Spaying or Neutering Your Pet
By Pierre Mouchette | Bits-n-Pieces
Spaying and neutering is an essential part of pet ownership. These procedures remove your pet’s reproductive organs, helping to prevent unplanned pregnancy and animal overpopulation. They also protect against medical issues such as uterine infections, breast tumors, and testicular cancer. In addition, these one-time procedures can help with behavioral problems, like pets roaming or running away to find a mate.
Spaying and neutering are expensive. Prices and availability vary widely, so it is not easy to know what to expect. Your priorities and your pet’s health will ultimately guide your decision. Below we break down the ranges of spaying and neutering, what can affect the price, and ways to find low-cost options.
How much does it cost to spay or neuter a pet?
The price to spay or neuter a pet varies based on several factors, including weight, breed, species, and age.
Is spaying more expensive than neutering?
Spaying refers to the procedure of removing a female pet’s reproductive organs. Neutering removes reproductive organs from male animals. In general, spaying a pet tends to be more expensive than neutering one because neutering tends to be less complex.
Spaying involves opening your dog or cat’s stomach to access the animal’s reproductive organs. Male sex organs are more accessible because they are on the outside, making the procedure less invasive. So, neutering is faster and requires fewer resources. But that is only one of several factors that can impact costs.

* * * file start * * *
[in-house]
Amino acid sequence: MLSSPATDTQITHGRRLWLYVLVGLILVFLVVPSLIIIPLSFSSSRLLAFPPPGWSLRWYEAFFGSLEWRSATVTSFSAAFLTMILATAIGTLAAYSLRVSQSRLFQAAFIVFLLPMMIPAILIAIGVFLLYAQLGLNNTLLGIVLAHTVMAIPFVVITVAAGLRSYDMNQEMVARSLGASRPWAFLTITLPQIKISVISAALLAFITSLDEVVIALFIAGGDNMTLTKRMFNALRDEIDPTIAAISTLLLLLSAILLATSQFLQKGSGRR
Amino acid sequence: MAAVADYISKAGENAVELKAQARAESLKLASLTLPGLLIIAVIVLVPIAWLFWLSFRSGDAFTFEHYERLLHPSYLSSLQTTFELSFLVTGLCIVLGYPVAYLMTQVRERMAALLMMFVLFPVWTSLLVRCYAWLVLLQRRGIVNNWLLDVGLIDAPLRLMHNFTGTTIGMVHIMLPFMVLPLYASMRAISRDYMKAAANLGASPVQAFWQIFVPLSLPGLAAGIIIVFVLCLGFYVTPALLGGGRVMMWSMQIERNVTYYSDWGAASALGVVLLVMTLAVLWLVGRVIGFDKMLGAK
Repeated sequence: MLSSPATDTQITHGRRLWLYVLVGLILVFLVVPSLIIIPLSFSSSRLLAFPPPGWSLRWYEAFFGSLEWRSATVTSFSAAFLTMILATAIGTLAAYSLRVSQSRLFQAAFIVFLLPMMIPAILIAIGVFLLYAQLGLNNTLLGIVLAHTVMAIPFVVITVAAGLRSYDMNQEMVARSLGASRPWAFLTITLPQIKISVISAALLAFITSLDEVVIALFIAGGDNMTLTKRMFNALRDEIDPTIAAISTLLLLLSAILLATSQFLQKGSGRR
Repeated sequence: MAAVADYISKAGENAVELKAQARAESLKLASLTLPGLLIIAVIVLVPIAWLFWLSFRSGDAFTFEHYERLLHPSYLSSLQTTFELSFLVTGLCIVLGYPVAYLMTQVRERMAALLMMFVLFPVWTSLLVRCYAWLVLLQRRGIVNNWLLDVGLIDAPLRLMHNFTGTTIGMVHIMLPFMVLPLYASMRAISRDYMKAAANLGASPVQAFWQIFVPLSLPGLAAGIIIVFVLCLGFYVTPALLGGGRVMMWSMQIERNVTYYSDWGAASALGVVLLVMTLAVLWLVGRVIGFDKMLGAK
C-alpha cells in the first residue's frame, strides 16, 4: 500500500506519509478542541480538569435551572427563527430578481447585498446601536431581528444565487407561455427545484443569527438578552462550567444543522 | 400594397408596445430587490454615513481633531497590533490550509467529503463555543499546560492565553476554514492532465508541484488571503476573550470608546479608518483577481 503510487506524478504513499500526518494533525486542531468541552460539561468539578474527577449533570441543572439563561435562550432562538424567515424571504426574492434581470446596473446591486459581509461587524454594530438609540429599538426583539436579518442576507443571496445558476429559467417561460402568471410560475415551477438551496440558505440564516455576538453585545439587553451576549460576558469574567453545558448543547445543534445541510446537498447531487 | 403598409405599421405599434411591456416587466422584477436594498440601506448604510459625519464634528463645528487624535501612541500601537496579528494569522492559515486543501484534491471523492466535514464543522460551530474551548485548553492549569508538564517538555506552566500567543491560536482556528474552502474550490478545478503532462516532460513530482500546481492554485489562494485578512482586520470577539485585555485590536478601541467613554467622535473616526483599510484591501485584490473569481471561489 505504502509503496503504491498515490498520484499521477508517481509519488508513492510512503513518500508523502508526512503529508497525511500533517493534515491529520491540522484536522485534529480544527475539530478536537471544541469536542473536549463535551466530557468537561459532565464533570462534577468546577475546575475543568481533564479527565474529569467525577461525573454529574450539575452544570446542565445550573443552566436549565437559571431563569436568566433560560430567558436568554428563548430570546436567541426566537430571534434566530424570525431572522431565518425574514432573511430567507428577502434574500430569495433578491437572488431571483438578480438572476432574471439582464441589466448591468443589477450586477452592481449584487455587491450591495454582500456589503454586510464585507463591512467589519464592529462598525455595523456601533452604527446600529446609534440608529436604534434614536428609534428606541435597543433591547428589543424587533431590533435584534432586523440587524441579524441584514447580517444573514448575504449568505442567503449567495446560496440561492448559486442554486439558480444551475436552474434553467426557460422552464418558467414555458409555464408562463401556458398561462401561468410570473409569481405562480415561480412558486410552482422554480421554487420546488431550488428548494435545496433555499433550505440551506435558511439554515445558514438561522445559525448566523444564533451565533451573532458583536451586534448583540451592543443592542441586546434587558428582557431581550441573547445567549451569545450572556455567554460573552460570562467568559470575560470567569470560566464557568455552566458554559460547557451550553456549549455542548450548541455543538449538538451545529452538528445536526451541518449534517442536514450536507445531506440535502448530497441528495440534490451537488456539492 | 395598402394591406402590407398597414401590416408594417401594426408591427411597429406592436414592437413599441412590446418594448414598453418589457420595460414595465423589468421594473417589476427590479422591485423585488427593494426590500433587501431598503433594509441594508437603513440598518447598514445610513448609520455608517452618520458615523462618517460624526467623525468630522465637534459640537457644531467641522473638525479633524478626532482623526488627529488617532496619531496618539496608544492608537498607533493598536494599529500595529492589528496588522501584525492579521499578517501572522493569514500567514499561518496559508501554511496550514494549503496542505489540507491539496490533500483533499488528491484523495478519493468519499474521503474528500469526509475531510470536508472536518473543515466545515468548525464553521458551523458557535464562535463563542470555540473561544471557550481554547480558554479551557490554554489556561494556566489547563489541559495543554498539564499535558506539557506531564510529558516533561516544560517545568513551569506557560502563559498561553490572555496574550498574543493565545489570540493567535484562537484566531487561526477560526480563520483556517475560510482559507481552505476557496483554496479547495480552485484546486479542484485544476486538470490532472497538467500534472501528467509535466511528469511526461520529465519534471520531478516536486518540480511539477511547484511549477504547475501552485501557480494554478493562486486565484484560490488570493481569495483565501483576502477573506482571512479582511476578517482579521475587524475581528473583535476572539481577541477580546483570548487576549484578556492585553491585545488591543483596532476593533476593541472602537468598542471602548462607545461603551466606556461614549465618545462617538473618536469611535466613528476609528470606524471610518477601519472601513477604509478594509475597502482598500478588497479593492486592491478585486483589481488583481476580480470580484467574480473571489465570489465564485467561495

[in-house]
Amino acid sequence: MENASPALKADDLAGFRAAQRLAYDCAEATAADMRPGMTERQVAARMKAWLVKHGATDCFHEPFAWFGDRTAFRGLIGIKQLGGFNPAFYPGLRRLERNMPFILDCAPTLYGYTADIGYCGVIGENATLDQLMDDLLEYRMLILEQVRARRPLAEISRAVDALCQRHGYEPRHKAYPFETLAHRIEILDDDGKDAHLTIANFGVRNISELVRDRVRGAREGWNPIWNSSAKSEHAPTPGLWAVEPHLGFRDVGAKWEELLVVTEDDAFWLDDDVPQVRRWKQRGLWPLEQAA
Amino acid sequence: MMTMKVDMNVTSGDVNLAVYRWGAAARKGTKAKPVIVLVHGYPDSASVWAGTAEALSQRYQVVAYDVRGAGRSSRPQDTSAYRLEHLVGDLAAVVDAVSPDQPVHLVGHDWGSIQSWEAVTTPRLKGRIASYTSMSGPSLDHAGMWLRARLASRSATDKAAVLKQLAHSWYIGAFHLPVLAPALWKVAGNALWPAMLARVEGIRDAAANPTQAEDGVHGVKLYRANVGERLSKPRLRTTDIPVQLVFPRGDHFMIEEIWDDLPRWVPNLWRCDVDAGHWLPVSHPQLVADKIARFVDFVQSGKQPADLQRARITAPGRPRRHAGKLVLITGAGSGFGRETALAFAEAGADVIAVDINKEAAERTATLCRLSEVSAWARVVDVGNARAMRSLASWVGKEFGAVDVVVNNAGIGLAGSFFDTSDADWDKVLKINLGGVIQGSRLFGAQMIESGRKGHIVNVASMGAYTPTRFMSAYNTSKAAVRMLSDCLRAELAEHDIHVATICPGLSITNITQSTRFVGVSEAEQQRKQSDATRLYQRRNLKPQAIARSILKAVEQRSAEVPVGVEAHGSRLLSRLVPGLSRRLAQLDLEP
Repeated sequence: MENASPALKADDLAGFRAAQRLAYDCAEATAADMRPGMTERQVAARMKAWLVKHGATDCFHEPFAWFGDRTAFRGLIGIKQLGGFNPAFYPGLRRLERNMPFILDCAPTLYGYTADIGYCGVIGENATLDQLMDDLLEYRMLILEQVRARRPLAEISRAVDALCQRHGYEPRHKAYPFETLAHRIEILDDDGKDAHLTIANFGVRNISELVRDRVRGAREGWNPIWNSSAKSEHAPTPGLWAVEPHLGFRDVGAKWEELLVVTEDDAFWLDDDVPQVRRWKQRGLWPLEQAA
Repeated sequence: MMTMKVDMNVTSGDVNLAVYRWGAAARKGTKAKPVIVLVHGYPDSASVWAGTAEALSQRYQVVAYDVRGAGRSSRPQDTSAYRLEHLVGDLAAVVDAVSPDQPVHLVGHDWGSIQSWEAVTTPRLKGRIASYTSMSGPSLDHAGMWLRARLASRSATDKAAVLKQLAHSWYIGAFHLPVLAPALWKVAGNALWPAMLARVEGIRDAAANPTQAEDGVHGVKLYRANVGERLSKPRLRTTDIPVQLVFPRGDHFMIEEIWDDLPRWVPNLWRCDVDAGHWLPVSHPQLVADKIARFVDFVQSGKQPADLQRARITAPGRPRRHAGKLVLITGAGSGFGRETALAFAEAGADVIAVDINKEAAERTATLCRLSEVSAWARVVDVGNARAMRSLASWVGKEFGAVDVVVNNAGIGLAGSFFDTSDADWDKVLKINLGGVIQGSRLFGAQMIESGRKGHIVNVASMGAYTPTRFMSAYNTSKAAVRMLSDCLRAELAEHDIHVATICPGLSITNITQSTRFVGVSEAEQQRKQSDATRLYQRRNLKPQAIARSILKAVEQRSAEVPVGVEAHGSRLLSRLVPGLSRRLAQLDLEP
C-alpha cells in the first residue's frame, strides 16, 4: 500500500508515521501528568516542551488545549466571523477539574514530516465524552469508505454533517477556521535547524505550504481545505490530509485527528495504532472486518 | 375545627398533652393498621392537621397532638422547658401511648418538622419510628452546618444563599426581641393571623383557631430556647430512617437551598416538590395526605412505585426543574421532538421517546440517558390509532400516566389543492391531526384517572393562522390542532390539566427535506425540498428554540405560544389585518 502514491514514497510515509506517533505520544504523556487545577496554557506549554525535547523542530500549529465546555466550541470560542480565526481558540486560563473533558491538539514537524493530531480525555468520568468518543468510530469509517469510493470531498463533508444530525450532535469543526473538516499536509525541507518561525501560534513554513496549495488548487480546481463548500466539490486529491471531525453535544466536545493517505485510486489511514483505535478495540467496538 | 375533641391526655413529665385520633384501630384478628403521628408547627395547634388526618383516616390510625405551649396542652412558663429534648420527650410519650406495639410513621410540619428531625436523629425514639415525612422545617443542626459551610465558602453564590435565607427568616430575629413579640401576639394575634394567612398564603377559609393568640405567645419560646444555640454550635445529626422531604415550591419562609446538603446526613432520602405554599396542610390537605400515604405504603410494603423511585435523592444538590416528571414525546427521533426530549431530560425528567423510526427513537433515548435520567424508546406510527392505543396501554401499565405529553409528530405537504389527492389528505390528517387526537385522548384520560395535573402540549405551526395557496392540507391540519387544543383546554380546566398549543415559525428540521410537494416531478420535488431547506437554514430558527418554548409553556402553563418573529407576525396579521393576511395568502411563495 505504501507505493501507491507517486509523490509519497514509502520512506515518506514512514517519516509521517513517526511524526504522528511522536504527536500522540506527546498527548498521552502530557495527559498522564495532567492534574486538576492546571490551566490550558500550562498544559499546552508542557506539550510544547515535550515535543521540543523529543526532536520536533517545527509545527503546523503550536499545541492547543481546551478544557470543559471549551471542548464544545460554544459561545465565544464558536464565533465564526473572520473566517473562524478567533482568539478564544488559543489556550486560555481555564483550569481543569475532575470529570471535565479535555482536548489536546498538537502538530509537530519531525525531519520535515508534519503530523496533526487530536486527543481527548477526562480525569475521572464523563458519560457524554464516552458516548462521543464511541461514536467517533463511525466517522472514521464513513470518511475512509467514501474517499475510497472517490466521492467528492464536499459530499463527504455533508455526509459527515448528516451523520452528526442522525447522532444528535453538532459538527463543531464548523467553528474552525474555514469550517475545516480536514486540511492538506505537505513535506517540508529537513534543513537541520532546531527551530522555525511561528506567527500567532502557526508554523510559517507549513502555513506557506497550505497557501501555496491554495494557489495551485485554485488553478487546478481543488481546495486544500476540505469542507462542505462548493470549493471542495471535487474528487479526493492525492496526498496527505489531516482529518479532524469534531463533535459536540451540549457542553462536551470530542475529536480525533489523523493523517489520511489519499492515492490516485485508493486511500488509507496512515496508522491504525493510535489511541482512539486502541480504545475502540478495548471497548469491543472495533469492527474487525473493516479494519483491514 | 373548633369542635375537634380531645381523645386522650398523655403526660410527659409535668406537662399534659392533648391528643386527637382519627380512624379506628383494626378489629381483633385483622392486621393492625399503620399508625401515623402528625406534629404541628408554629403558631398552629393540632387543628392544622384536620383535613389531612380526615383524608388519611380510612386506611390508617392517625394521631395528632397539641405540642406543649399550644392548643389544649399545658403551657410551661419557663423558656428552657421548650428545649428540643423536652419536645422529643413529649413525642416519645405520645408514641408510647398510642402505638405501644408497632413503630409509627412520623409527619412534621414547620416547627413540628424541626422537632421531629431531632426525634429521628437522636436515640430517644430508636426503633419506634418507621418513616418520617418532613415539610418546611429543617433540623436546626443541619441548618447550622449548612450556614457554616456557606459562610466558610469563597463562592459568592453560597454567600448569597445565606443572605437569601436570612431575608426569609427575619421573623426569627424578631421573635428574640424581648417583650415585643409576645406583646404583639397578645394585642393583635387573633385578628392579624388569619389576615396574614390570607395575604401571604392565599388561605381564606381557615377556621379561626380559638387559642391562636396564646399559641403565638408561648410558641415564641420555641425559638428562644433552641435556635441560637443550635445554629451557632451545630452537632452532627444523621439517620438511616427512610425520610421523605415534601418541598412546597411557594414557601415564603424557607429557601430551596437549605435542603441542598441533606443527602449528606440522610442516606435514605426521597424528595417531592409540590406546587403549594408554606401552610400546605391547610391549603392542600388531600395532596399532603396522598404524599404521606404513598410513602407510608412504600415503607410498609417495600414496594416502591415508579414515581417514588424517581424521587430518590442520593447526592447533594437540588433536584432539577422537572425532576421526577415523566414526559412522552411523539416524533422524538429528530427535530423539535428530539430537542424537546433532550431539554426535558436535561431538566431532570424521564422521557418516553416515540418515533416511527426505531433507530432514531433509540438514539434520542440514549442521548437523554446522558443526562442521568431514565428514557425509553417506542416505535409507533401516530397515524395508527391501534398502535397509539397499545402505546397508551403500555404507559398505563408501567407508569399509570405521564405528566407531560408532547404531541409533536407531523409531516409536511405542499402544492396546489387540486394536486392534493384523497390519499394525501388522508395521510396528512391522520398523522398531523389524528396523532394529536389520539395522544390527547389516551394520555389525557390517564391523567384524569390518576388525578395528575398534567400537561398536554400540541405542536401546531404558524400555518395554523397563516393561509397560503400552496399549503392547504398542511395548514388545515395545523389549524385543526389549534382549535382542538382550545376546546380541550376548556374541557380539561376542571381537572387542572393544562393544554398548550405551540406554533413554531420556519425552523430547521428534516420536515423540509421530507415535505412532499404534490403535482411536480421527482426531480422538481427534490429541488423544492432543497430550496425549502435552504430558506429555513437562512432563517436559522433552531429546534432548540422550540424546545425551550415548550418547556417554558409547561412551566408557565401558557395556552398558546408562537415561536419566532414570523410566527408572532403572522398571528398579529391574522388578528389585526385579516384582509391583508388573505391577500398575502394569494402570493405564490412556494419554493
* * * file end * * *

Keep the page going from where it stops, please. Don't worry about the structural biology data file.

Does pet insurance cover the cost of spay or neuter services?
Pet insurance does not typically cover spaying or neutering procedures unless you have purchased a wellness plan rider, an optional add-on coverage to your policy. This is because pet insurance is meant to help cover unexpected costs, like accidents or illness, rather than preventative treatments.
Whether or not it is best to get pet insurance before spaying or neutering your pet will depend on the coverages you purchase. It might be worth it if you are buying insurance or a wellness rider that will cover a spay or neuter surgery at a lower cost. But look carefully at the terms of your insurance plan. You may have to pay out-of-pocket before your coverage kicks in!
Pet wellness plans are also available separately from pet insurance. Unlike insurance, wellness plans are focused strictly on prevention. It includes services like vaccinations, dental cleanings, and spaying and neutering. Remember that if you purchase a standalone wellness plan or add a wellness rider to your pet insurance plan, you may have to wait a certain amount of time before you can use your coverage.
Is getting my pet spayed or neutered at a clinic cheaper than getting it done by my vet?